This city has one foot in the grave.
This city has one foot in the grave. edb3_16/gettyimages.com

The local iteration of Trump TV (aka KOMO) recently aired an hour-long News Special attempting to offer an examination of Seattle's homeless crisis that's as sober as possible. To make sure the viewer is sufficiently alarmed, it is called "Seattle Is Dying." This city—with a GDP of over $250 billion and a corporate community with a market-capital value that's over $2 trillion—is experiencing nothing less than its final days. It has one foot in the grave. The problem? KOMO believes that it's a lack of dick-hard policing. Seattle's law enforcers are powerless, or, to use the sexually charged wording of a cop who's interviewed in the special, impotent. One shot shows bike cops unable to do a damn thing about Rastafarians sitting on a park bench. The liberal City Council, and not Jah, is protecting them from Babylon's oppressors.

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The consequence of this limp-dick policing is that the productive members of society can't get a break and take their kids to the parks (and one supposes their dogs as well—the 206 actually has more hounds than snotty noses), and citizens no longer feel safe. The "news" special gives a voice to these apparently unheard-of people. At one point, an interviewee—the owner of a bouncy house business—damn near breaks into the opening lines of "The Message" by Grandmaster Flash and the Furious Five ("Broken glass everywhere / people pissing on the stairs, you know they just don't care / I can't take the smell, I can't take the noise...") Seattle today, according to Trump TV, is just as bad as New York City was back then, the late 1970s, those dark, dark days when the Big Apple was told to drop dead.

Now, let's get serious. Back in the 1990s, the linguist Noam Chomsky described mainstream media as a complex of organizations that manufacture consent. But it also manufactures a specific and clearly irrational set of social feelings. One such feeling is a hatred for the poor. In a world that is not inverted, the opposite would be normal: a publicly spirited media would never fail to manufacture a hatred for the rich and view the endless accumulation of money as, to use the words of the most influential economist of the first half of the 20th century, John Maynard Keynes, a "disgusting morbidity, one of those semicriminal, semi-pathological propensities which one hands over with a shudder to the specialists in mental disease."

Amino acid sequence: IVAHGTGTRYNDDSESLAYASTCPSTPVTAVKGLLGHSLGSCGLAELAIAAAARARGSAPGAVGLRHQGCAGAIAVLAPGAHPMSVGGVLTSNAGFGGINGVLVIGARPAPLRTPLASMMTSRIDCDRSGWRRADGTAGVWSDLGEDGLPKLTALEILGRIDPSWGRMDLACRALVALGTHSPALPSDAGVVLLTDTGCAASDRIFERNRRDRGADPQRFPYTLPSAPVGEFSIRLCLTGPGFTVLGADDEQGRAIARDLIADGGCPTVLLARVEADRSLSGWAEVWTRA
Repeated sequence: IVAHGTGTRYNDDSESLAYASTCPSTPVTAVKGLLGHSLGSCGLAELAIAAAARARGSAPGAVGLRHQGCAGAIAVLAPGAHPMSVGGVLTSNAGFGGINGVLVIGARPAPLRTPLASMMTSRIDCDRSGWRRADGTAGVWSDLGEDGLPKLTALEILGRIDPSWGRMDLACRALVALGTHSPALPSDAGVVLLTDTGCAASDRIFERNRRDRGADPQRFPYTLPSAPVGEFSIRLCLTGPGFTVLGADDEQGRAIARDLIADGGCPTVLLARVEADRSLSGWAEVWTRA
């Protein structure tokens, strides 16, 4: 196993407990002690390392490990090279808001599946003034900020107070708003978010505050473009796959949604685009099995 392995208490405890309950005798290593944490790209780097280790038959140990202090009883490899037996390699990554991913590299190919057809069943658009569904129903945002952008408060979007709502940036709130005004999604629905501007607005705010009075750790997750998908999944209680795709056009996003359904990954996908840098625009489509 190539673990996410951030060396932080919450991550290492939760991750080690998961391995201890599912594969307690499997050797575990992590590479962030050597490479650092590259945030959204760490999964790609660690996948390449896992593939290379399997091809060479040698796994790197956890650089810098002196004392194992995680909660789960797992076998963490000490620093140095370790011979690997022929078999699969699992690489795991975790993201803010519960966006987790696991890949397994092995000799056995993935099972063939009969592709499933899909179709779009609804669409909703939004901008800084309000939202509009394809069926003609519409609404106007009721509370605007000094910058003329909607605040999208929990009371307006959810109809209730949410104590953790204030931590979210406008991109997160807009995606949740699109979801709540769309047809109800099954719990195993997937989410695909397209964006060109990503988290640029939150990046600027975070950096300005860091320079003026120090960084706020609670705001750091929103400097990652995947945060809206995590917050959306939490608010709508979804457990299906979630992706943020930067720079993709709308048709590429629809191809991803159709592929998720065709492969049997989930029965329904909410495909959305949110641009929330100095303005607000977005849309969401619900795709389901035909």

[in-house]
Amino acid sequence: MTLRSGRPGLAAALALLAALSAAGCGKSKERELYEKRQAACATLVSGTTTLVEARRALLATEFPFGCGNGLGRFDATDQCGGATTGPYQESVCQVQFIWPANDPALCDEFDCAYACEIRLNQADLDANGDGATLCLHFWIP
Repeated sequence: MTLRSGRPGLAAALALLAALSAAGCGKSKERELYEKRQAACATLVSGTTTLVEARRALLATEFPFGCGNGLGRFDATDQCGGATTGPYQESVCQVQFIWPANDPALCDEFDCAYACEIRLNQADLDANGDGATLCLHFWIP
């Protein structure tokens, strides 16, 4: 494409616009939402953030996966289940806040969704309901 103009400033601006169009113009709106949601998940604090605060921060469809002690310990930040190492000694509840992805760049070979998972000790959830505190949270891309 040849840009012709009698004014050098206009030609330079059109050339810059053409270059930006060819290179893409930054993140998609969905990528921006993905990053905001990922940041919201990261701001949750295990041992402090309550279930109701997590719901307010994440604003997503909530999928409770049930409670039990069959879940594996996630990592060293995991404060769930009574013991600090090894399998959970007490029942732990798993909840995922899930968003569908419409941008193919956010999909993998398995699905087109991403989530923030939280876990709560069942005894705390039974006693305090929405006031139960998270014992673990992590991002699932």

The thing one should always wonder at, and in this wonder appreciate the enormous power of consensus building, is that this kind of behavior—hungering for more money when you already have too much of it—is not designated as "semicriminal" in our world, but its very opposite: The victims of this semicriminal (or just out-right criminal) otherworldly passion for money are totally normal. And so the concentration of massive amounts of socially produced wealth in the hands of a few and elite (and, yes, very white) Seattleites is not seen for what it is: criminal. But the visibly extreme poverty imposed on thousands of people (yes, many of whom are people of color) is. Not having access to a culturally basic standard of living is breaking the law.

What does this tell us? That the manufactured hatred of the poor justifies a perverted world that criminalizes the condition of poverty. Please, give this a moment of thought. It's not as obvious as it seems. It's downright bizarre. It should astonish you in the same way that the sight of an elephant flying with its ears would. What's truly fantastic is that no one is throwing cuffs on the hands of the maddest members of the city, the Bezoses or the Shultzes, and locking them up in an insane asylum. In this, our perverted world, what's abnormal is not obscene wealth, but its consequences.

In one moment of "Seattle Is Dying," a camera mounted on a drone rises from the human filth on a hill and slowly turns to the towers of tech, municipal, and financial power. In this inverted/perverted KOMO world, the shock is not that the business district is right next to a homeless camp, but that a homeless camp is right next to the business district. There is an important difference between the two perspectives. In the second, the camp of misery is not about the city killing many of its people, but extremely poor people killing an affluent city. Now that is rich.